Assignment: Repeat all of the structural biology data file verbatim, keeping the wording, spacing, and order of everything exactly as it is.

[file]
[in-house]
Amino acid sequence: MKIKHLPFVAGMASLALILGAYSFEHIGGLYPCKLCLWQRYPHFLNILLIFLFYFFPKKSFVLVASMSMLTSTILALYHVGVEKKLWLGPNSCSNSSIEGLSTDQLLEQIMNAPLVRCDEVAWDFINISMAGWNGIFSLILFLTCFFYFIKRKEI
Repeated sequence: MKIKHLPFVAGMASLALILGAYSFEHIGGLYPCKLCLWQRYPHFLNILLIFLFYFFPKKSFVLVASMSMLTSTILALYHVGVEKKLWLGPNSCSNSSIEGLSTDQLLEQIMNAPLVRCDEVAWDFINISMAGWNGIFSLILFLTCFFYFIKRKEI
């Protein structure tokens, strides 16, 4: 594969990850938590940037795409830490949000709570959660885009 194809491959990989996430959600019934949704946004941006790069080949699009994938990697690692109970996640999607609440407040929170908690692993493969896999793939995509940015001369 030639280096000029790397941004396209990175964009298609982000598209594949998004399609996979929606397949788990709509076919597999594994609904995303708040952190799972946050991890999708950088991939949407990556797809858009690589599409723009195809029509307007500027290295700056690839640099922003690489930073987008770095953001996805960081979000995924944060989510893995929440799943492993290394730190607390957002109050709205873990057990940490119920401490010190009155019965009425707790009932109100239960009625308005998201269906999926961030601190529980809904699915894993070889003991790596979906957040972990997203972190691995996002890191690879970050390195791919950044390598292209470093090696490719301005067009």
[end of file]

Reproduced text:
[in-house]
Amino acid sequence: MKIKHLPFVAGMASLALILGAYSFEHIGGLYPCKLCLWQRYPHFLNILLIFLFYFFPKKSFVLVASMSMLTSTILALYHVGVEKKLWLGPNSCSNSSIEGLSTDQLLEQIMNAPLVRCDEVAWDFINISMAGWNGIFSLILFLTCFFYFIKRKEI
Repeated sequence: MKIKHLPFVAGMASLALILGAYSFEHIGGLYPCKLCLWQRYPHFLNILLIFLFYFFPKKSFVLVASMSMLTSTILALYHVGVEKKLWLGPNSCSNSSIEGLSTDQLLEQIMNAPLVRCDEVAWDFINISMAGWNGIFSLILFLTCFFYFIKRKEI
């Protein structure tokens, strides 16, 4: 594969990850938590940037795409830490949000709570959660885009 194809491959990989996430959600019934949704946004941006790069080949699009994938990697690692109970996640999607609440407040929170908690692993493969896999793939995509940015001369 030639280096000029790397941004396209990175964009298609982000598209594949998004399609996979929606397949788990709509076919597999594994609904995303708040952190799972946050991890999708950088991939949407990556797809858009690589599409723009195809029509307007500027290295700056690839640099922003690489930073987008770095953001996805960081979000995924944060989510893995929440799943492993290394730190607390957002109050709205873990057990940490119920401490010190009155019965009425707790009932109100239960009625308005998201269906999926961030601190529980809904699915894993070889003991790596979906957040972990997203972190691995996002890191690879970050390195791919950044390598292209470093090696490719301005067009």